IF, AFTER HAVING READ "Acoustic or Digital: What's Best for Me?," you've decided on a digital piano, the next step is shopping for and selecting the right model for your needs. There are currently over 200 models of digital piano on the market. Narrowing the field requires exploring some basic issues. This article covers the needs of both entry-level shoppers and those interested in more sophisticated, feature-laden models. If you're looking for an entry-level instrument and are just interested in learning the basics, you can read "The Starter Digital Piano" below, then skip to "Shopping Options," toward the end of this article.
If nothing else, a digital piano should be able to emulate an acoustic piano in basic ways. Fulfilling this function requires features found on most digital pianos today. Some first-time buyers, however, opt for an instrument with more than just the basics, and buy a model with additional sounds and "easy-play" features.
Matching the Player's Needs. Unless you expect to buy another piano in a year or so, you need to consider your long-term requirements. Who will be the primary player today? If it's for the family, how long will it be until the youngest child has the opportunity to learn? Does Mom or Dad harbor any musical interests? If so, it's likely that one family member or another will use the instrument for many years to come. This argues for getting a higher-quality instrument, whose advantages of better tone, touch, and features will be appreciated over time.
If multiple players will use the instrument, it needs to meet the expectations of the most advanced player. At the same time, a beginner in the family will benefit from educational features that are of no interest to the advanced player, and still another family member may just want to fool around with the instrument once in a while. Easy-play features and software will keep these players happy — and you might be surprised how many people are enticed into learning to play as a result of these easy first steps. So, obviously, an individual player may search among a very narrow range of instruments, while a family may have to balance the needs of several people. Fortunately, the wealth of available choices can easily accommodate any combination of individual and/or family needs.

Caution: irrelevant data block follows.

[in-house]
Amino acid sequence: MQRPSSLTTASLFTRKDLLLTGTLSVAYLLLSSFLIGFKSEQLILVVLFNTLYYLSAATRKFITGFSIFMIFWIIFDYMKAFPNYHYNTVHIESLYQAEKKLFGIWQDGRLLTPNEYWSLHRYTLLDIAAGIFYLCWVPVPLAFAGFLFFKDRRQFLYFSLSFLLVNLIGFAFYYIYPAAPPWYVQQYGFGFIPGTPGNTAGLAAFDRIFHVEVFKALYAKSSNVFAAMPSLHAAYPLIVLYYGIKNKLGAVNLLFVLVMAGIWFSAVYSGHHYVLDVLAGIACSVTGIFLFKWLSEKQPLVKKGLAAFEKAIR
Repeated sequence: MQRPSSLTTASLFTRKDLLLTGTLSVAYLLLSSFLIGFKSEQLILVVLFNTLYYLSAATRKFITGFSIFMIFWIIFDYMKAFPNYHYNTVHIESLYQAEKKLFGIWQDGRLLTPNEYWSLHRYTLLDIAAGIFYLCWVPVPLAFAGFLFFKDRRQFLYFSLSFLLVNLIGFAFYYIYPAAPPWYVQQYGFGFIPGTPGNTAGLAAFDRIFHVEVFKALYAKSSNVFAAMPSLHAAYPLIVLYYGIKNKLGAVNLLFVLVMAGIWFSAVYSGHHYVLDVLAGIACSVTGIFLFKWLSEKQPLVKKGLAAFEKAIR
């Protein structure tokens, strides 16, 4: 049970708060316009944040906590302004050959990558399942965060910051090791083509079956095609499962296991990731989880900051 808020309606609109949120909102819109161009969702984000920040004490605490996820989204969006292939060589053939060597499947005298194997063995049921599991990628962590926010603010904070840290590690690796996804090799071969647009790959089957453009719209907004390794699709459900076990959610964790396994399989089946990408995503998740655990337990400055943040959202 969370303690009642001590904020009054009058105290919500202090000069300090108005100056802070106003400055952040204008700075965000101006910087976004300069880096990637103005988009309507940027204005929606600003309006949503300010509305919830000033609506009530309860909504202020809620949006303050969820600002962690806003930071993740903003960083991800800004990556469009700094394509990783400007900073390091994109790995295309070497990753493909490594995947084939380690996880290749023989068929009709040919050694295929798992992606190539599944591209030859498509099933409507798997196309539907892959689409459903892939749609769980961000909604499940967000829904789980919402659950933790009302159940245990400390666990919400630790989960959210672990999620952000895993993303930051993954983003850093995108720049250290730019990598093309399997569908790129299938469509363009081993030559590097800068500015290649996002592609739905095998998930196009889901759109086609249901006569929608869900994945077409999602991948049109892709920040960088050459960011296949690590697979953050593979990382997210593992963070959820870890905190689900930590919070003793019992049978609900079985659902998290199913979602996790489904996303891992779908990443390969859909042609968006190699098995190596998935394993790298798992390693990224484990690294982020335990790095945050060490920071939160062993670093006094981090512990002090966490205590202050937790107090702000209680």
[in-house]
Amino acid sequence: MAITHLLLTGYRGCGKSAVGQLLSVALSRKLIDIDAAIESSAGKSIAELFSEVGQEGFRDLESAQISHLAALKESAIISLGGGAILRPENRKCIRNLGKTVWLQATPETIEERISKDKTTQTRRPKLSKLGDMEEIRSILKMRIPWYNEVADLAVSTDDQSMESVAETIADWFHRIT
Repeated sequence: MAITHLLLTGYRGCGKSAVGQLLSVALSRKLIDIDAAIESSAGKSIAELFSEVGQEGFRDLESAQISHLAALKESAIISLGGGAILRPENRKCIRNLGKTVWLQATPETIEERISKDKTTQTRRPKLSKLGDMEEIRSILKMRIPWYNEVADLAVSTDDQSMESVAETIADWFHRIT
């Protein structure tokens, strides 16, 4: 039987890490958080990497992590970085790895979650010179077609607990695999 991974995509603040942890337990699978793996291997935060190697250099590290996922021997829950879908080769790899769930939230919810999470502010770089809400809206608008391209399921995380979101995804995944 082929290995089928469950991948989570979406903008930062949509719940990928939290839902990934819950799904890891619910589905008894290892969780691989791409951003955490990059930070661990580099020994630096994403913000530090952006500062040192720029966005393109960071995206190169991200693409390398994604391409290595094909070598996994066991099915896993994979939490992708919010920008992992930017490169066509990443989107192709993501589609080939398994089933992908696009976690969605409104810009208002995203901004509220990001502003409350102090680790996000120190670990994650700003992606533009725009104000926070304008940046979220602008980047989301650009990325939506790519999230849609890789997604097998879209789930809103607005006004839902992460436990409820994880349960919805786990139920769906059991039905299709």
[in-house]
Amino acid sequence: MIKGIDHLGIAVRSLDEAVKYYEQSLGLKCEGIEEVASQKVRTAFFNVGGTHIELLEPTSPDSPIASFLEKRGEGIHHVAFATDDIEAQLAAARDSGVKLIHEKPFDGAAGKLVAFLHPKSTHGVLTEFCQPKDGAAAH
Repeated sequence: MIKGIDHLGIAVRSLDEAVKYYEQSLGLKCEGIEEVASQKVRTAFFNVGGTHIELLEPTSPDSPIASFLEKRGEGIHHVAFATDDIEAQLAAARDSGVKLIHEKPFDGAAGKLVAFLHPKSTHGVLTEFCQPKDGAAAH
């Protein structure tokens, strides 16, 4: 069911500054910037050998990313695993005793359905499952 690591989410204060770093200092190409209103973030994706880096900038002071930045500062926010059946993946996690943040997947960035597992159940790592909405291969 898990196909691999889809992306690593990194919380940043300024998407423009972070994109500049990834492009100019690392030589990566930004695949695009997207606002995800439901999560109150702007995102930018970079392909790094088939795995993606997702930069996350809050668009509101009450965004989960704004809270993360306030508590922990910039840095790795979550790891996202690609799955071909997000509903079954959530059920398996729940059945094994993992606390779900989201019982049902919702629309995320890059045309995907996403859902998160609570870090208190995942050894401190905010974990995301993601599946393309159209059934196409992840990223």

Voices and Expanded Capabilities. Most entry-level digitals have a few different piano voices, as well as a dozen or so other instrumental voices, such as harpsichord, church and jazz organ, vibes, and strings. These models, designed mainly to emulate the piano, are referred to as "standard" digital pianos. Many other, slightly more expensive models, called "ensemble" digital pianos, come with expanded capabilities: all the instruments of the orchestra (and more), easy-play background accompaniments, rhythms, special effects, and much more. You might not think you need the additional capabilities of an ensemble digital, but having them can enable the beginner, as well as family members who don't take lessons, to have a lot more fun and sound like pros with minimal practice. For an advancing player, the opportunities for musical creativity are significantly enhanced.
If at all possible, you should try at least two or three instruments in your price and style range to determine which sounds best to you. If you plan to use headphones in your home (yes, parents — your children can practice silently using headphones), be sure to try out the pianos through headphones, as this can make a tremendous difference in sound. (For consistency of comparison, bring your own headphones.) Sometimes the instrument's weakest link is its built-in speaker system.
88-note Weighted Keyboard. Even entry-level digitals should feel much like an acoustic piano. If you have some playing experience, you'll want to try two or three competing models to see what feels best to you. None of the available models has an overly heavy touch. So-called semi-weighted keyboards, which depend on springs for their weight, should be avoided, as they don't feel enough like an acoustic piano. Is a keyboard with fewer than 88 notes a viable alternative? In a word, no. None have a decently weighted keyboard. In addition, students who use instruments with short keyboards tend to outgrow them quickly, and suffer some degree of disorientation when taking lessons on an 88-note keyboard.
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